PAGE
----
The influence of parthenogenesis-inducing Wolbachia on the oviposition behaviour and sex-specific developmental requirements of autoparasitoid wasps

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29 Scopus citations

Abstract

Parthenogenesis-inducing (PI) Wolbachia are bacteria that cause incipient male eggs of parasitoid wasps to develop as females. These microbes may invade populations and lead to fixation of parthenogenesis. In this study, the consequences of fixation of PI Wolbachia on evolution of behaviour and development were addressed in three species of whitefly parasitoids in the genus Encarsia. Most sexual Encarsia are obligate autoparasitoids. In these haplodiploid wasps, fertilized, female-producing eggs are laid in whitefly or scale insect nymphs, while unfertilized, male-producing eggs are laid in immature parasitoids within the homopteran integument. The oviposition behaviour and progeny developmental requirements of unmated females of a sexual autoparasitoid species were compared with two species that were fixed for PI Wolbachia. All species were treated with antibiotics, effectively 'curing' the asexual species of Wolbachia infection. As expected, unmated females of the sexual species, E. pergandiella, laid few eggs in whiteflies relative to immature parasitoids, and males emerged exclusively from parasitoids. In contrast, females of one of the parthenogenetic species, E. formosa, laid few eggs in parasitoids relative to whiteflies, and male progeny emerged exclusively from whiteflies. Females of the second parthenogenetic species, E. hispida, were intermediate in their oviposition behaviour. Females laid eggs in both wasps and whiteflies. However, all of the males except one emerged from the whiteflies. The results suggest that the association of autoparasitoids and PI Wolbachia may result in dramatic evolutionary change of both host selection behaviour and developmental requirements of the infected wasps.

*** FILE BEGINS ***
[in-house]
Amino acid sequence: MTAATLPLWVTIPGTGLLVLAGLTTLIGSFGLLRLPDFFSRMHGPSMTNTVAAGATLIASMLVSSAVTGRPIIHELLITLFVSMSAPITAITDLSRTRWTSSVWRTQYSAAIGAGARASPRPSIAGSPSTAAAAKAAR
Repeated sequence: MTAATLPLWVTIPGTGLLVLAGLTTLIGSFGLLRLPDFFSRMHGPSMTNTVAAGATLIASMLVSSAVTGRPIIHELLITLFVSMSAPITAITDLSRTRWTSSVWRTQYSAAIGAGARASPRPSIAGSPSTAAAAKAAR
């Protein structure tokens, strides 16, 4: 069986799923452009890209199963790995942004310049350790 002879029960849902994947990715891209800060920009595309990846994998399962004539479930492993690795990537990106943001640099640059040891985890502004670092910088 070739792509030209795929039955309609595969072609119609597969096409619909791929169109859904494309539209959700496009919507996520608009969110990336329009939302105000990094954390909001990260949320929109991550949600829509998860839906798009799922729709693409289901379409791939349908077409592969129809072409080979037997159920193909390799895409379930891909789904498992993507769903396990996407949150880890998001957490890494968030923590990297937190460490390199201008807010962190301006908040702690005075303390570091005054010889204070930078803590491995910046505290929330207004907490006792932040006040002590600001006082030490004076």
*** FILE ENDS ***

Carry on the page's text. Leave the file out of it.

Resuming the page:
Original languageEnglish (US)
Pages (from-to)735-741
Number of pages7
JournalJournal of Evolutionary Biology
Volume12
Issue number4
DOIs
StatePublished - Jul 1999

Keywords

  • Encarsia formosa
  • Encarsia meritoria
  • Encarsia pergandiella
  • Heteronomous hyperparasitoid
  • Hyperparasitism
  • Parasitoid
  • Reproductive parasites
  • Thelytoky

ASJC Scopus subject areas

  • Ecology, Evolution, Behavior and Systematics

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